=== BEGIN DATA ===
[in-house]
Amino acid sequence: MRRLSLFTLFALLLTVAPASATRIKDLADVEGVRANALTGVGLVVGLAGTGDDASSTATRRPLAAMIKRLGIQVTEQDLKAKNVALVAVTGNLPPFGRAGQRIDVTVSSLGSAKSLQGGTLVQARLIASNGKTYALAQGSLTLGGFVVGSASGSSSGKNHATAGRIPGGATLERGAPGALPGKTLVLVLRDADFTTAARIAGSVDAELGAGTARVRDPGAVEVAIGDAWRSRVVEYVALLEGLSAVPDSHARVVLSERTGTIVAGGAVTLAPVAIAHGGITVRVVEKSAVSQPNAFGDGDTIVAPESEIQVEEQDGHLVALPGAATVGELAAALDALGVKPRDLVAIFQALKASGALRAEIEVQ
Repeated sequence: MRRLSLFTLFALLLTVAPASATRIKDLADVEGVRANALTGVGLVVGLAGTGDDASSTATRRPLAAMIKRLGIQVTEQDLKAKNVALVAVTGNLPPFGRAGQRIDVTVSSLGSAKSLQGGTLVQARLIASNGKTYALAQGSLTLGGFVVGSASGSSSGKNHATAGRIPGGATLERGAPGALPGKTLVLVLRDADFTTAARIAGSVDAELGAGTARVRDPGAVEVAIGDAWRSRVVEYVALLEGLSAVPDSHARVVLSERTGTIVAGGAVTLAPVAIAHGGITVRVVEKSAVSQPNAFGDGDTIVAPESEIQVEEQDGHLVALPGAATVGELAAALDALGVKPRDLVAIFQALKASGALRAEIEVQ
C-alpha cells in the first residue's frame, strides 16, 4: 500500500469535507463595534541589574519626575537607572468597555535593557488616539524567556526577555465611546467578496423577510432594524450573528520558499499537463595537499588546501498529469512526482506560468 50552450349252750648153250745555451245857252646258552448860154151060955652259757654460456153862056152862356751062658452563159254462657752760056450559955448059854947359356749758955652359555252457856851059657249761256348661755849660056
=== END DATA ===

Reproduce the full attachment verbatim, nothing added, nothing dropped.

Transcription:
[in-house]
Amino acid sequence: MRRLSLFTLFALLLTVAPASATRIKDLADVEGVRANALTGVGLVVGLAGTGDDASSTATRRPLAAMIKRLGIQVTEQDLKAKNVALVAVTGNLPPFGRAGQRIDVTVSSLGSAKSLQGGTLVQARLIASNGKTYALAQGSLTLGGFVVGSASGSSSGKNHATAGRIPGGATLERGAPGALPGKTLVLVLRDADFTTAARIAGSVDAELGAGTARVRDPGAVEVAIGDAWRSRVVEYVALLEGLSAVPDSHARVVLSERTGTIVAGGAVTLAPVAIAHGGITVRVVEKSAVSQPNAFGDGDTIVAPESEIQVEEQDGHLVALPGAATVGELAAALDALGVKPRDLVAIFQALKASGALRAEIEVQ
Repeated sequence: MRRLSLFTLFALLLTVAPASATRIKDLADVEGVRANALTGVGLVVGLAGTGDDASSTATRRPLAAMIKRLGIQVTEQDLKAKNVALVAVTGNLPPFGRAGQRIDVTVSSLGSAKSLQGGTLVQARLIASNGKTYALAQGSLTLGGFVVGSASGSSSGKNHATAGRIPGGATLERGAPGALPGKTLVLVLRDADFTTAARIAGSVDAELGAGTARVRDPGAVEVAIGDAWRSRVVEYVALLEGLSAVPDSHARVVLSERTGTIVAGGAVTLAPVAIAHGGITVRVVEKSAVSQPNAFGDGDTIVAPESEIQVEEQDGHLVALPGAATVGELAAALDALGVKPRDLVAIFQALKASGALRAEIEVQ
C-alpha cells in the first residue's frame, strides 16, 4: 500500500469535507463595534541589574519626575537607572468597555535593557488616539524567556526577555465611546467578496423577510432594524450573528520558499499537463595537499588546501498529469512526482506560468 50552450349252750648153250745555451245857252646258552448860154151060955652259757654460456153862056152862356751062658452563159254462657752760056450559955448059854947359356749758955652359555252457856851059657249761256348661755849660056